• A web server may be stress tested using scripts, bots, and various denial of service tools to observe the performance of a web site during peak loads. These attacks generally are under an hour long, or until a limit in the amount of data that the web server can tolerate is found.

Stress testing may be contrasted with load testing:

  • Load testing examines the entire environment and database, while measuring the response time, whereas stress testing focuses on identified transactions, pushing to a level so as to break transactions or systems.
  • During stress testing, if transactions are selectively stressed, the database may not experience much load, but the transactions are heavily stressed. On the other hand, during load testing the database experiences a heavy load, while some transactions may not be stressed.
  • System stress testing, also known as stress testing, is loading the concurrent users over and beyond the level that the system can handle, so it breaks at the weakest link within the entire system.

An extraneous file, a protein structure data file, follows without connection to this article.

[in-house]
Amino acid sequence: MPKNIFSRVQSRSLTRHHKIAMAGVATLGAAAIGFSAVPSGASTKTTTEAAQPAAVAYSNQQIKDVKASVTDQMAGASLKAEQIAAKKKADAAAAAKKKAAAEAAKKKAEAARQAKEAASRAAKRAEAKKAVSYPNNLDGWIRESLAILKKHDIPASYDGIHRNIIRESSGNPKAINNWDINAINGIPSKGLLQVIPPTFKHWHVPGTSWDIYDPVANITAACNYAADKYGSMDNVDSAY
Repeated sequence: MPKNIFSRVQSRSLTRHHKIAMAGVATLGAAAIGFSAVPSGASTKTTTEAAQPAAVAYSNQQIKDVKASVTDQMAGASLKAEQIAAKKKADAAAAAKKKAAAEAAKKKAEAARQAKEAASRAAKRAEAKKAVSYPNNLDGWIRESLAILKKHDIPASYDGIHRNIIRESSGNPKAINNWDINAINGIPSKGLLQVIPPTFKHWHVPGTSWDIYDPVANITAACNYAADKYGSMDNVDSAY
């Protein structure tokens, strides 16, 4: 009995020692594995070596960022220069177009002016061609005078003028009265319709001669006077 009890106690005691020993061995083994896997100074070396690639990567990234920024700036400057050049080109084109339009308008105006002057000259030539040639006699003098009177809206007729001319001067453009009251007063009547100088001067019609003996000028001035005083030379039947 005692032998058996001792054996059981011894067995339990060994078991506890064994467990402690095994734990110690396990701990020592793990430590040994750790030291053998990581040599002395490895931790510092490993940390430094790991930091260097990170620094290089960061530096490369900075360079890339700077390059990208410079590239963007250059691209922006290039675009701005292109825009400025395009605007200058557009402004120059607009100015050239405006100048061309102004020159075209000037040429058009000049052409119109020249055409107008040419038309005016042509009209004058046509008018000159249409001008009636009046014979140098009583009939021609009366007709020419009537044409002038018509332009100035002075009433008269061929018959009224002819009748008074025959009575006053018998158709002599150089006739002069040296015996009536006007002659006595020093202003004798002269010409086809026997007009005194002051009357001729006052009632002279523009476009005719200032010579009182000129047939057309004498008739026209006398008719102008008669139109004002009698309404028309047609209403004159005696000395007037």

Critical Infrastructure[edit]

Critical infrastructure (CI) such as highways, railways, electric power networks, dams, port facilities, major gas pipelines or oil refineries are exposed to multiple natural and human-induced hazards and stressors, including earthquakes, landslides, floods, tsunami, wildfires, climate change effects or explosions. These stressors and abrupt events can cause failures and losses, and hence, can interrupt essential services for the society and the economy.[4] Therefore, CI owners and operators need to identify and quantify the risks posed by the CIs due to different stressors, in order to define mitigation strategies[5] and improve the resilience of the CIs.[6][7] Stress tests are advanced and standardised tools for hazard and risk assessment of CIs, that include both low-probability high-consequence (LP-HC) events and so-called extreme or rare events, as well as the systematic application of these new tools to classes of CI.

Stress testing is the process of assessing the ability of a CI to maintain a certain level of functionality under unfavourable conditions, while stress tests consider LP-HC events, which are not always accounted for in the design and risk assessment procedures, commonly adopted by public authorities or industrial stakeholders. A multilevel stress test methodology for CI has been developed in the framework of the European research project STREST,[8] consisting of four phases:[9]

Phase 1: Preassessment, during which the data available on the CI (risk context) and on the phenomena of interest (hazard context) are collected. The goal and objectives, the time frame, the stress test level and the total costs of the stress test are defined.